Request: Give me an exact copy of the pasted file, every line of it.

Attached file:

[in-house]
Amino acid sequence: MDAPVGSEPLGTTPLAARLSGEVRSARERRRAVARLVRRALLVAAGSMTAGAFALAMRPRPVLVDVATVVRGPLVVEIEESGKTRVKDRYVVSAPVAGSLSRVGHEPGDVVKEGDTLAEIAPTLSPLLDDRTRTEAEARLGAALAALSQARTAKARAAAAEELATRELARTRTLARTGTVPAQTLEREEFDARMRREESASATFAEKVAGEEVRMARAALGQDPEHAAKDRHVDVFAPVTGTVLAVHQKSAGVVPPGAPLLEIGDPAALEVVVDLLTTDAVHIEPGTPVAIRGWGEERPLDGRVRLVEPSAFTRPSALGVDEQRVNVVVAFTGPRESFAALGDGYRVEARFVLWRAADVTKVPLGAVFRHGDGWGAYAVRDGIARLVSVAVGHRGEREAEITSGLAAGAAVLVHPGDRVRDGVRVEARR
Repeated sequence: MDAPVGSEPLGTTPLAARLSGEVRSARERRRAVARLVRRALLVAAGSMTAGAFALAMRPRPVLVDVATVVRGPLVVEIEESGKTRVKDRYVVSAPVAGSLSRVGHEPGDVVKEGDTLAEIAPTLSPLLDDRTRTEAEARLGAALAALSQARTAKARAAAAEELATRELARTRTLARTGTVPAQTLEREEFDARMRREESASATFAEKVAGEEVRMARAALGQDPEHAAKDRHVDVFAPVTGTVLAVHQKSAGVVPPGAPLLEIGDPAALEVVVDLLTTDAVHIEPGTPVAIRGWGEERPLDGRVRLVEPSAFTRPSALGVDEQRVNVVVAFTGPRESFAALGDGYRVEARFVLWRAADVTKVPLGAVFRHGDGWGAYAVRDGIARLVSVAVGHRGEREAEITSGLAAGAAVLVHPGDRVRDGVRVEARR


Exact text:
[in-house]
Amino acid sequence: MDAPVGSEPLGTTPLAARLSGEVRSARERRRAVARLVRRALLVAAGSMTAGAFALAMRPRPVLVDVATVVRGPLVVEIEESGKTRVKDRYVVSAPVAGSLSRVGHEPGDVVKEGDTLAEIAPTLSPLLDDRTRTEAEARLGAALAALSQARTAKARAAAAEELATRELARTRTLARTGTVPAQTLEREEFDARMRREESASATFAEKVAGEEVRMARAALGQDPEHAAKDRHVDVFAPVTGTVLAVHQKSAGVVPPGAPLLEIGDPAALEVVVDLLTTDAVHIEPGTPVAIRGWGEERPLDGRVRLVEPSAFTRPSALGVDEQRVNVVVAFTGPRESFAALGDGYRVEARFVLWRAADVTKVPLGAVFRHGDGWGAYAVRDGIARLVSVAVGHRGEREAEITSGLAAGAAVLVHPGDRVRDGVRVEARR
Repeated sequence: MDAPVGSEPLGTTPLAARLSGEVRSARERRRAVARLVRRALLVAAGSMTAGAFALAMRPRPVLVDVATVVRGPLVVEIEESGKTRVKDRYVVSAPVAGSLSRVGHEPGDVVKEGDTLAEIAPTLSPLLDDRTRTEAEARLGAALAALSQARTAKARAAAAEELATRELARTRTLARTGTVPAQTLEREEFDARMRREESASATFAEKVAGEEVRMARAALGQDPEHAAKDRHVDVFAPVTGTVLAVHQKSAGVVPPGAPLLEIGDPAALEVVVDLLTTDAVHIEPGTPVAIRGWGEERPLDGRVRLVEPSAFTRPSALGVDEQRVNVVVAFTGPRESFAALGDGYRVEARFVLWRAADVTKVPLGAVFRHGDGWGAYAVRDGIARLVSVAVGHRGEREAEITSGLAAGAAVLVHPGDRVRDGVRVEARR